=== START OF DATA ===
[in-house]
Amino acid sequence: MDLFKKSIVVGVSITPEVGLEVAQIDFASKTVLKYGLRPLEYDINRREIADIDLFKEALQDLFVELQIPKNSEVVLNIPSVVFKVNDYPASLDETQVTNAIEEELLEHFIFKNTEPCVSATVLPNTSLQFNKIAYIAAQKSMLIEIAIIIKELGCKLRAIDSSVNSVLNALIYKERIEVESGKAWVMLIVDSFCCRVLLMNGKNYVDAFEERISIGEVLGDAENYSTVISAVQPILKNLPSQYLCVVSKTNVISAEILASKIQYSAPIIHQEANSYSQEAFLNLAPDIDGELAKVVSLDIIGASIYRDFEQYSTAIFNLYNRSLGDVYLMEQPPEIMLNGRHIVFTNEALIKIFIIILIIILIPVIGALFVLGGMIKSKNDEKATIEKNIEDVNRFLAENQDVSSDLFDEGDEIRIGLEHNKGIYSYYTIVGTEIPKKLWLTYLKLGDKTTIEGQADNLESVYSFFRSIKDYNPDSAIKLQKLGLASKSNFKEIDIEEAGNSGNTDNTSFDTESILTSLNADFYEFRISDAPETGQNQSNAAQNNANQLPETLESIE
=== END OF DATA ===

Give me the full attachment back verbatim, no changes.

[in-house]
Amino acid sequence: MDLFKKSIVVGVSITPEVGLEVAQIDFASKTVLKYGLRPLEYDINRREIADIDLFKEALQDLFVELQIPKNSEVVLNIPSVVFKVNDYPASLDETQVTNAIEEELLEHFIFKNTEPCVSATVLPNTSLQFNKIAYIAAQKSMLIEIAIIIKELGCKLRAIDSSVNSVLNALIYKERIEVESGKAWVMLIVDSFCCRVLLMNGKNYVDAFEERISIGEVLGDAENYSTVISAVQPILKNLPSQYLCVVSKTNVISAEILASKIQYSAPIIHQEANSYSQEAFLNLAPDIDGELAKVVSLDIIGASIYRDFEQYSTAIFNLYNRSLGDVYLMEQPPEIMLNGRHIVFTNEALIKIFIIILIIILIPVIGALFVLGGMIKSKNDEKATIEKNIEDVNRFLAENQDVSSDLFDEGDEIRIGLEHNKGIYSYYTIVGTEIPKKLWLTYLKLGDKTTIEGQADNLESVYSFFRSIKDYNPDSAIKLQKLGLASKSNFKEIDIEEAGNSGNTDNTSFDTESILTSLNADFYEFRISDAPETGQNQSNAAQNNANQLPETLESIE